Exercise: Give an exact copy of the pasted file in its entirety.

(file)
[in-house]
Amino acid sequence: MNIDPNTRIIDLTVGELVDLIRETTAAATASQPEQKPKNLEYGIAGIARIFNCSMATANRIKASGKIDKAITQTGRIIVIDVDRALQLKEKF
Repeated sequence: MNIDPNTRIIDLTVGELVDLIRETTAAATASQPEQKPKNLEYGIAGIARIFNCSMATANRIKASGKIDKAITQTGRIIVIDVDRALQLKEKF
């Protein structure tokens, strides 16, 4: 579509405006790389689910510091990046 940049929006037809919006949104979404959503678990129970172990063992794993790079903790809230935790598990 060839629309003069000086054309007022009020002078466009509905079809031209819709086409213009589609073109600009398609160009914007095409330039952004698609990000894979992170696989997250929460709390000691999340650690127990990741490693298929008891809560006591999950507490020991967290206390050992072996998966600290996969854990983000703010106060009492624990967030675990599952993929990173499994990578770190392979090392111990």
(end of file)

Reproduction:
[in-house]
Amino acid sequence: MNIDPNTRIIDLTVGELVDLIRETTAAATASQPEQKPKNLEYGIAGIARIFNCSMATANRIKASGKIDKAITQTGRIIVIDVDRALQLKEKF
Repeated sequence: MNIDPNTRIIDLTVGELVDLIRETTAAATASQPEQKPKNLEYGIAGIARIFNCSMATANRIKASGKIDKAITQTGRIIVIDVDRALQLKEKF
């Protein structure tokens, strides 16, 4: 579509405006790389689910510091990046 940049929006037809919006949104979404959503678990129970172990063992794993790079903790809230935790598990 060839629309003069000086054309007022009020002078466009509905079809031209819709086409213009589609073109600009398609160009914007095409330039952004698609990000894979992170696989997250929460709390000691999340650690127990990741490693298929008891809560006591999950507490020991967290206390050992072996998966600290996969854990983000703010106060009492624990967030675990599952993929990173499994990578770190392979090392111990």